The twin B-plots revolve around very different traumas, joined in a dovetail with Dee’s scheme during the PTSD counseling meeting. Both Dennis and Mac filter some unresolved issues through unusual channels, as Dennis tries his hand in the world of stripping and Mac gets a little too deep in a VR war game with Frank. A three-day binge of the unsettlingly realistic game, along with Frank’s proclivity for treating it like a consequence-free murder simulator, combine to give Mac nightmares. Some are sexual in nature, but most involve his estranged and inaccessible father, resulting in what Mac believes to be PTSD. However, the episode extends a bit of mercy to him, perhaps looking more kindly on him now that he’s being honest with himself and us. He figures out that all he needs to do is stop playing that game to curb the nightmares. Dennis doesn’t get off so easily.
The inside of Dennis’s brain is like a radioactive waste dump of unchecked neuroses and personality defects, the worst of which bubbles to the surface in “PTSDee.” Charlie pinpoints a boyhood fling with his much-older librarian as the origin of Dennis’s malformed psyche, and Dennis then funnels that psychical stress into a disturbing stripper persona he christens “Daddy.” Charlie goes along with it, donning suspenders, a propeller beanie, and a perplexing cheese lollipop to fill the role of “the Boy,” and complete their stomach-churning routine set to “Cat’s in the Cradle” by Harry Chapin. Their elaborate performance consists of more therapeutic role play than actual stripping, and you bet it’s the stuff of nightmares.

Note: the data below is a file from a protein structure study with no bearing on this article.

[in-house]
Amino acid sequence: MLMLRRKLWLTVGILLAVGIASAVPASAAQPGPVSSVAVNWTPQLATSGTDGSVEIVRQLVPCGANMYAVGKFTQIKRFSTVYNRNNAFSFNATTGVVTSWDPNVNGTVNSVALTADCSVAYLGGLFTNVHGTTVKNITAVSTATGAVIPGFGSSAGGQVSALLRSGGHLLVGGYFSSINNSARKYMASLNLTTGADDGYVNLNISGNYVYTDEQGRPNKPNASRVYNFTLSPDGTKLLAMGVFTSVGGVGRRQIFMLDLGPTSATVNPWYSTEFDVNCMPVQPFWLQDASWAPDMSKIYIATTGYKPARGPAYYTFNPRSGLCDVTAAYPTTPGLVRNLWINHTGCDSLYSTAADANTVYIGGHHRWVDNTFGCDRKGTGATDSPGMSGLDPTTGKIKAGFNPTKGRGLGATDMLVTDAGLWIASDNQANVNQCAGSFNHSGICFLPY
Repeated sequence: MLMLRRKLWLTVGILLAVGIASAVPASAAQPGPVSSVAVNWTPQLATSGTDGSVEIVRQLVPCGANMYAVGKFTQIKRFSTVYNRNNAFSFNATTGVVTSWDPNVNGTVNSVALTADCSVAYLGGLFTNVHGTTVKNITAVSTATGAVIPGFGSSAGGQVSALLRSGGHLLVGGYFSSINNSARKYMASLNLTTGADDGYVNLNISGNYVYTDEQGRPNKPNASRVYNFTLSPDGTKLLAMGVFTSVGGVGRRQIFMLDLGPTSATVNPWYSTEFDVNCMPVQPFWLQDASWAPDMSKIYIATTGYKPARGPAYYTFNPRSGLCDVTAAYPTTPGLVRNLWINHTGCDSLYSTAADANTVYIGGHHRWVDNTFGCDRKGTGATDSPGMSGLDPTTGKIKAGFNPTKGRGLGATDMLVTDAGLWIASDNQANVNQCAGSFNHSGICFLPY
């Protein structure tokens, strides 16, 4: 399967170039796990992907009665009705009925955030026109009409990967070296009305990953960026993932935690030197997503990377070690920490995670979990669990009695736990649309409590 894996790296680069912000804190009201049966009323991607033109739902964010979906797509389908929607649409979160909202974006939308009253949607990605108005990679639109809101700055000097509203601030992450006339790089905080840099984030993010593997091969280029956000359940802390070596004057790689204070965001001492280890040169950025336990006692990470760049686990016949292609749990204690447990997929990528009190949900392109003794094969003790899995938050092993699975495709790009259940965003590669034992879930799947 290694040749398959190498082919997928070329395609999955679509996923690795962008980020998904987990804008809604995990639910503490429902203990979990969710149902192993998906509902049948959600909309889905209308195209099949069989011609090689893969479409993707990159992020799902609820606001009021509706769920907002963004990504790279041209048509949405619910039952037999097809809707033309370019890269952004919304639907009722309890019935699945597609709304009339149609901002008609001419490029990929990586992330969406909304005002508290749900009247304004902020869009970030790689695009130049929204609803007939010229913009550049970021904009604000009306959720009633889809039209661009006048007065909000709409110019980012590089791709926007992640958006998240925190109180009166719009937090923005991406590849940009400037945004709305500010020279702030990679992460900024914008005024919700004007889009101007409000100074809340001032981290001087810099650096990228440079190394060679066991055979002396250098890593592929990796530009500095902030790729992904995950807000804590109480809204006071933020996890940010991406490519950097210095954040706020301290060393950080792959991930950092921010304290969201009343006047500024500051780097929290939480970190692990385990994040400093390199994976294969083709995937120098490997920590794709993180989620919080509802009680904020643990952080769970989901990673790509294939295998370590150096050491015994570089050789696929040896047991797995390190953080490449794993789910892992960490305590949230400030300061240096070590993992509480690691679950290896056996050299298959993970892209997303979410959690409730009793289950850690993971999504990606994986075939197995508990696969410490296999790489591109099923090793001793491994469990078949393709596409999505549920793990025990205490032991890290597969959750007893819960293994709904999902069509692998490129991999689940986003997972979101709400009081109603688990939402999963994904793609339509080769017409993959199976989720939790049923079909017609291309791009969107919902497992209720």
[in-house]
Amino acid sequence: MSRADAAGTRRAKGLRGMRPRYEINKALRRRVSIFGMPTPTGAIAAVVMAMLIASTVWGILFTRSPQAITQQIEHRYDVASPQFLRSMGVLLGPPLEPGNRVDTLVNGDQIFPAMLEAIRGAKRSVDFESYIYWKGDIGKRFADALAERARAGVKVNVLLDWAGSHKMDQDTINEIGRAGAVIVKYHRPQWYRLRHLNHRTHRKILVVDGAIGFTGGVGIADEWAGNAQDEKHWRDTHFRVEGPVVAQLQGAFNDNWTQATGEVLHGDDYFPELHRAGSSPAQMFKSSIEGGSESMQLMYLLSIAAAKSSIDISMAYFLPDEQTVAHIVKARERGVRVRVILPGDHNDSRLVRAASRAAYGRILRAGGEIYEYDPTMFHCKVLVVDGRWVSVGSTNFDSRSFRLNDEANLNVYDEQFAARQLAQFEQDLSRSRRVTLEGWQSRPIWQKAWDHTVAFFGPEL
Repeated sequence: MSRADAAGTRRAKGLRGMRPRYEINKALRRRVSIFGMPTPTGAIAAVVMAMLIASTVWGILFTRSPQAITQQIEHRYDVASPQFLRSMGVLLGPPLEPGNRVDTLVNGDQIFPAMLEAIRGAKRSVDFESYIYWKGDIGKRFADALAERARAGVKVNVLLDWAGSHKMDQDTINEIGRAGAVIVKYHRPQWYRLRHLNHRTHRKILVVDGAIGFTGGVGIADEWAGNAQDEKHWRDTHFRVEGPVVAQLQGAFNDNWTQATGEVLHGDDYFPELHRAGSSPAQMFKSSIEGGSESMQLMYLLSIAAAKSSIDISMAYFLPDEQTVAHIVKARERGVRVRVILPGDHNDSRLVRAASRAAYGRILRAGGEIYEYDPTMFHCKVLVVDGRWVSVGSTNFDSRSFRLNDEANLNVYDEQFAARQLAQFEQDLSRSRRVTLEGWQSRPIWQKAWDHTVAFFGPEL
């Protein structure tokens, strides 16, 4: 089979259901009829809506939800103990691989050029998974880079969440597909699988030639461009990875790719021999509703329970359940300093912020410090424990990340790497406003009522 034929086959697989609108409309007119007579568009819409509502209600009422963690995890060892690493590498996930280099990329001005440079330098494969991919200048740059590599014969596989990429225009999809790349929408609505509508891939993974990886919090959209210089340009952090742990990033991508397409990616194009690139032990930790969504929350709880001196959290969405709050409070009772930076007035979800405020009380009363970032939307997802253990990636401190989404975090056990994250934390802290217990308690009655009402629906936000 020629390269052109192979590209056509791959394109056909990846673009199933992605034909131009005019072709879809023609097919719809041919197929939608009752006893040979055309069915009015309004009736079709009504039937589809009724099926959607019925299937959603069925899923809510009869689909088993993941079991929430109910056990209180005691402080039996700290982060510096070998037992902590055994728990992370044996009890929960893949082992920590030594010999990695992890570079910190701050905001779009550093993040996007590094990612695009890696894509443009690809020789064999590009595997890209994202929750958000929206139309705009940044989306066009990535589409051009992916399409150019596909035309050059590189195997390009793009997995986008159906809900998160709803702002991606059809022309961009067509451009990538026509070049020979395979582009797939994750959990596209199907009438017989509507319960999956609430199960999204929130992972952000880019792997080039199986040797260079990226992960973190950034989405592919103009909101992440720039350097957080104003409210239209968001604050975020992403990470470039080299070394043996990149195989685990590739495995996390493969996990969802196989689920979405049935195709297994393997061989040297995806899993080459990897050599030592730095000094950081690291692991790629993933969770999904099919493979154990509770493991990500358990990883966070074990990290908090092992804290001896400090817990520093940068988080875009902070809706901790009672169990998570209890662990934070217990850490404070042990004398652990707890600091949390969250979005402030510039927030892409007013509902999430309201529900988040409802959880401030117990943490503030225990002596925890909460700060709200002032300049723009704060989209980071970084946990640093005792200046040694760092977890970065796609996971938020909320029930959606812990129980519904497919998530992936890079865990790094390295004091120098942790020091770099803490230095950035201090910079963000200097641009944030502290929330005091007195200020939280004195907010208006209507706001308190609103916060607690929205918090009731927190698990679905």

But what’s more, it’s the stuff of a really good nightmare, the kind that leaves the lasting terror of psychological unrest. It’s Always Sunny goes darkest when getting to the root causes of its misanthropy, and seeing Dennis lay bare his baggage (and his torso) is painful and hilarious in equal measure. What with all the comedy, it’s easy to lose sight of just how broken the regulars of Paddy’s are. Thank god for episodes like “PTSDee,” which coldly test the depth of the characters’ dysfunction. In Dee’s case, the show finds a capacity for cruelty that reaches new depths a decade into the game. In Dennis’s, it finds … Daddy.
• In the episode’s best line, Charlie adds “Charming Taint Man” to the ever-expanding list of nicknames for Channing Tatum, a collection that already includes “C-Tates,” “Chanting Taters,” “the Chan-Man,” and “Jackie Channing Tatum.”
• In other Charlie news, he believes that the one type of man that all women want to have sex with is … a juggler. As in a person who juggles, he so helpfully clarifies.
• The scenes from inside Frank and Mac’s video game continue this season’s experiments with style, with the gritty first-person-shooter cinematography building on the more visceral action camerawork of the trip to the water park and the polished Making a Murderer mimicry.